England Lions 461 (Woakes 137, Chopra 83) and 273 for 5 (Robson 147*, Chopra 56*) drew with Sri Lanka A 339 (Tharanga 149, Kerrigan 4-86) Scorecard
The last three days saw barely a soul in attendance at the Premadasa Stadium, but as England Lions secured the draw they needed to take the series, England's Test aspirants may have felt one set of eyes scanning them more keenly than any other. Graham Gooch had arrived in Sri Lanka ahead of this match, foregoing most people's favourite cricket tour - a trip to the West Indies, with the national side.
Gooch is in Colombo to measure England's emerging talent, as the beleaguered senior team seeks fresh direction. Perched behind the bowlers' arm for much of the game's duration, he has passed grunts of approval and harrumphs of discontent whenever a Lions batsman has been at the crease.
On the final day, Gooch's growls were largely of the happier variety, as Sam Robson hit his third hundred of the tour - an unbeaten 147. The innings came in the most testing conditions in the match. The ball had begun to take considerable turn, and the seamers had started to extract inconsistent bounce.
Robson warded off the threat of a Lions collapse in the morning and remained vigilant once the threat had passed. Perhaps suspecting England's batting coach was watching his every move, he held the pose whenever he struck it particularly sweetly. Compact in defence, and compelling in attack, Robson prospered in the V, prompting a murmured affirmation from Gooch when he hit a searing straight drive off Vishwa Fernando.
Offspinner Suraj Randiv had troubled Lions batsmen from the outset on the final day, but Robson was rarely perturbed by his accuracy, nor his extra bounce. Twice he inside edged Randiv past the stumps, but they were hardly close calls. It would not have escaped Gooch that Robson had also hit two hundreds in Australia three months ago, with England's Performance Programme squad.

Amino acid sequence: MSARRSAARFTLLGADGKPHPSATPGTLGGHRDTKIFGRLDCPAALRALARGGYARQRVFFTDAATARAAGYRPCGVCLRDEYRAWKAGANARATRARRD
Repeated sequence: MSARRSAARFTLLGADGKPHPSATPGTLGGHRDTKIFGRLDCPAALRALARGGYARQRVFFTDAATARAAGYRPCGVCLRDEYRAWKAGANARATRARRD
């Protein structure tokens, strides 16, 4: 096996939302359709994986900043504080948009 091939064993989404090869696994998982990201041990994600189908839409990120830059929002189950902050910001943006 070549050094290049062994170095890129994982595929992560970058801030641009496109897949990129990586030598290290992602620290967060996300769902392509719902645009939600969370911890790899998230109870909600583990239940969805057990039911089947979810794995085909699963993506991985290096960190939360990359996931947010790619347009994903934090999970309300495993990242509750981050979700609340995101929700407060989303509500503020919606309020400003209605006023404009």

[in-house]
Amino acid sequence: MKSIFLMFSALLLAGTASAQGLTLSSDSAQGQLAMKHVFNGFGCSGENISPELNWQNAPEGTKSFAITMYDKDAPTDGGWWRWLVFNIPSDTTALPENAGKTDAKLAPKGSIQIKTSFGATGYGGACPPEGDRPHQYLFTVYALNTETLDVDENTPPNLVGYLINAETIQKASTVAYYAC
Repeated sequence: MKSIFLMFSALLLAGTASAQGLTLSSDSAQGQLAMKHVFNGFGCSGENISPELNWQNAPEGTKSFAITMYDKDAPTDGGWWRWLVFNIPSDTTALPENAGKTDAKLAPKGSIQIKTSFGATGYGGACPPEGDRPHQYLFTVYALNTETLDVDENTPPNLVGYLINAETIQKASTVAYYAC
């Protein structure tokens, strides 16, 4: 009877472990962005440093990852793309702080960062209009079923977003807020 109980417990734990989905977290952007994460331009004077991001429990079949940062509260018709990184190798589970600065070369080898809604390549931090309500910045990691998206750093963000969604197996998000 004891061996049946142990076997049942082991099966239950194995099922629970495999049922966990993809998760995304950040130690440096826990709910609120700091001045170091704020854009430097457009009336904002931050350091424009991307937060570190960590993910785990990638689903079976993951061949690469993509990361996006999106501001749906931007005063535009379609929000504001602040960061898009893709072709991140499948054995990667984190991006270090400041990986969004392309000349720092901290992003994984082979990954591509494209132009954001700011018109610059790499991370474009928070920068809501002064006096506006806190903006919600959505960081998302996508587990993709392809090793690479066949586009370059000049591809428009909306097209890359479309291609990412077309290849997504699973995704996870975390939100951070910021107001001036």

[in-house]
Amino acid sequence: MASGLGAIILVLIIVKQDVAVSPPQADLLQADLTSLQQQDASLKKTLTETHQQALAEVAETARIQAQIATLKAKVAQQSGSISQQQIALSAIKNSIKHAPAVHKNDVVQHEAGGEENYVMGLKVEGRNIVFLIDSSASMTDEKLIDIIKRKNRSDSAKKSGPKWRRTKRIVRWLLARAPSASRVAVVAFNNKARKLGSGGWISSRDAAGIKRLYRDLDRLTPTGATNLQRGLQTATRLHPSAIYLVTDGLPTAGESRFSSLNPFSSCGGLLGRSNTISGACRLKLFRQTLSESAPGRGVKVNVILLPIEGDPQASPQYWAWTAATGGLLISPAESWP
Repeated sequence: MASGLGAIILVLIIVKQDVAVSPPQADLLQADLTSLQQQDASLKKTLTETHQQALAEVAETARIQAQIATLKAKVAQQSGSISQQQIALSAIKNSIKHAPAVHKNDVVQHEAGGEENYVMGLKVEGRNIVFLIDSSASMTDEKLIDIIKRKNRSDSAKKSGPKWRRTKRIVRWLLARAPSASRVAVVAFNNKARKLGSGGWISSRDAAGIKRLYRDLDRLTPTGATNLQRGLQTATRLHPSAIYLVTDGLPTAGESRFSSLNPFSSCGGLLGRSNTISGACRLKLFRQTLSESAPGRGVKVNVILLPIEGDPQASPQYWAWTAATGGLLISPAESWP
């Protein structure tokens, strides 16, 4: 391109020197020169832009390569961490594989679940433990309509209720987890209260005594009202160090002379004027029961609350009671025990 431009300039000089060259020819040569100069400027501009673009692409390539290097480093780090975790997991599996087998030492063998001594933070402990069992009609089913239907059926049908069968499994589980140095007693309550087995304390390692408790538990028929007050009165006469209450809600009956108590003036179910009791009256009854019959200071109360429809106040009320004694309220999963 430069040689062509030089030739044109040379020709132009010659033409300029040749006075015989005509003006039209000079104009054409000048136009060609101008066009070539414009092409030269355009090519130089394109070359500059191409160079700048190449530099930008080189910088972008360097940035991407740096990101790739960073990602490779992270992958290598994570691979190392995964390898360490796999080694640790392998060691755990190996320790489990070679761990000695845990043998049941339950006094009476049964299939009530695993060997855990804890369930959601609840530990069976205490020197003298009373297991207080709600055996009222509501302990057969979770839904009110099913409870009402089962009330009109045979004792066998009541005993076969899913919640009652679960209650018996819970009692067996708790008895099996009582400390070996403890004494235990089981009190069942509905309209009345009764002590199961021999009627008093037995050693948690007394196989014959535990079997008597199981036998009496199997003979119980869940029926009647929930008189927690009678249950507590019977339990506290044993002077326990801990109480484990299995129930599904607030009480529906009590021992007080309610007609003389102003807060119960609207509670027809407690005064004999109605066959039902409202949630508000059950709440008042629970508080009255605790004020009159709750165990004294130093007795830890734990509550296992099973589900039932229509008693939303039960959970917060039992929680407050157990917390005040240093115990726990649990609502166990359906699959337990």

To have succeeded in Perth and Colombo at 24 years of age suggests serious batting talent. The Lions' coach Mark Robinson certainly thinks so.
"Sam has to be pushing for a place in the national team," he said. "Even in the nets, he's got this great ability to play every ball like it's the most important ball he's ever had in his life. That's a great quality, and you see it when you watch him in the middle. We've also seen it first hand in the county season, where his tempo stays very consistent when he's batting.
"He's had a great innings, and what these boys need to do is back it up when they get back, but they'll take some good form and good news back with them."
The commitmen Robson brought to his work was evident in his refusal to allow his effort to wane, even when the heat had sapped him. Even before Robson reached three figures, he was hunched over at the non-striker's end and, as the day grew long, he would sit increasingly on his haunches between balls. Yet when he bowler reached the top of his mark, Robson would switch himself on. Tired as he was, few poor deliveries escaped punishment even late in the day.
Varun Chopra hit his second fifty of the match in the third session, as Sri Lanka fizzled out, clear now that they would neither win nor lose. Lahiru Gamage bowled a spell off testing reverse swing in the afternoon, but he could not cause significant damage at his pace.
Vishwa Fernando had the opposite problem, going through quickly even off the slowing surface, but unable to generate enough lateral movement to trouble the batsmen. Sri Lanka had hoped he could become the hit-the-deck left-arm cog in their pace battery, but he has not been penetrative in this series, and may require more time to develop.
Although the Lions won the series, 1-0 is not a particularly disheartening result for the hosts. Sri Lanka will rarely possess the depth England boasts, and a healthy portion of this team played in their first A-team series.
Most will view these matches as simply a step in their development, only, the two oldest players - Randiv and Tharanga - will just have to hope that Sri Lanka's team management paid as much attention to this game as England's top brass did.